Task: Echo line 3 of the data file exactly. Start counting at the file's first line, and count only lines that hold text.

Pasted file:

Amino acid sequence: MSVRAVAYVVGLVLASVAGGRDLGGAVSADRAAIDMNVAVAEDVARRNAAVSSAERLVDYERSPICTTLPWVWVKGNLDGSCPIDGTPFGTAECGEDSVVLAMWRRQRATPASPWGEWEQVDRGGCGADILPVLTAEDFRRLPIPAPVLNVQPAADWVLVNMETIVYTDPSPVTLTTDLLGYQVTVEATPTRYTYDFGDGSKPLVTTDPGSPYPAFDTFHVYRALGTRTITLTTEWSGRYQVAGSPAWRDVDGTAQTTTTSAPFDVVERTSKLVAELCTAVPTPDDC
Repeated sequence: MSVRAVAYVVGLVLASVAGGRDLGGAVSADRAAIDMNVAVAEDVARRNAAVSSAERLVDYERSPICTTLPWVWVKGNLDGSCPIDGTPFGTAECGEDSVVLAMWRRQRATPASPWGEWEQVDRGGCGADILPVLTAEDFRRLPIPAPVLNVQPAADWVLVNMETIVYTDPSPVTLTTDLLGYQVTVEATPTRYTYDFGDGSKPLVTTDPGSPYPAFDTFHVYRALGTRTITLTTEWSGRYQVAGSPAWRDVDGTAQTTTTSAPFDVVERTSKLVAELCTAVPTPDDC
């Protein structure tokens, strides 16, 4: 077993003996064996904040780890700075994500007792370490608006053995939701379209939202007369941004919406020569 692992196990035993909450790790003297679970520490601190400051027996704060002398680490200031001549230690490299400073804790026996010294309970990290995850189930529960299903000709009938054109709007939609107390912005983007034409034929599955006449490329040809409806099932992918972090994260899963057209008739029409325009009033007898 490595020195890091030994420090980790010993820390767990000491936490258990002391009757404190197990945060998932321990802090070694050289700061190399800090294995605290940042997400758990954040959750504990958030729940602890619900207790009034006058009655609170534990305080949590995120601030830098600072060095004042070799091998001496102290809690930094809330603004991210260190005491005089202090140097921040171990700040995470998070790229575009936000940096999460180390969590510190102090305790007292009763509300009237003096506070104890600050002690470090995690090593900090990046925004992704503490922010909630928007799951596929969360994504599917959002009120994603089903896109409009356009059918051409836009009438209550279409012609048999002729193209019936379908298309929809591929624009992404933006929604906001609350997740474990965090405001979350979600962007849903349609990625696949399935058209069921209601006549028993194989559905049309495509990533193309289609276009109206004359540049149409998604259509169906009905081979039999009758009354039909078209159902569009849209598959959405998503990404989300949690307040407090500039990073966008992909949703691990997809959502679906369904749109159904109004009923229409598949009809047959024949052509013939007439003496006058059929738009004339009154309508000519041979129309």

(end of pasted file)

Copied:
């Protein structure tokens, strides 16, 4: 077993003996064996904040780890700075994500007792370490608006053995939701379209939202007369941004919406020569 692992196990035993909450790790003297679970520490601190400051027996704060002398680490200031001549230690490299400073804790026996010294309970990290995850189930529960299903000709009938054109709007939609107390912005983007034409034929599955006449490329040809409806099932992918972090994260899963057209008739029409325009009033007898 490595020195890091030994420090980790010993820390767990000491936490258990002391009757404190197990945060998932321990802090070694050289700061190399800090294995605290940042997400758990954040959750504990958030729940602890619900207790009034006058009655609170534990305080949590995120601030830098600072060095004042070799091998001496102290809690930094809330603004991210260190005491005089202090140097921040171990700040995470998070790229575009936000940096999460180390969590510190102090305790007292009763509300009237003096506070104890600050002690470090995690090593900090990046925004992704503490922010909630928007799951596929969360994504599917959002009120994603089903896109409009356009059918051409836009009438209550279409012609048999002729193209019936379908298309929809591929624009992404933006929604906001609350997740474990965090405001979350979600962007849903349609990625696949399935058209069921209601006549028993194989559905049309495509990533193309289609276009109206004359540049149409998604259509169906009905081979039999009758009354039909078209159902569009849209598959959405998503990404989300949690307040407090500039990073966008992909949703691990997809959502679906369904749109159904109004009923229409598949009809047959024949052509013939007439003496006058059929738009004339009154309508000519041979129309």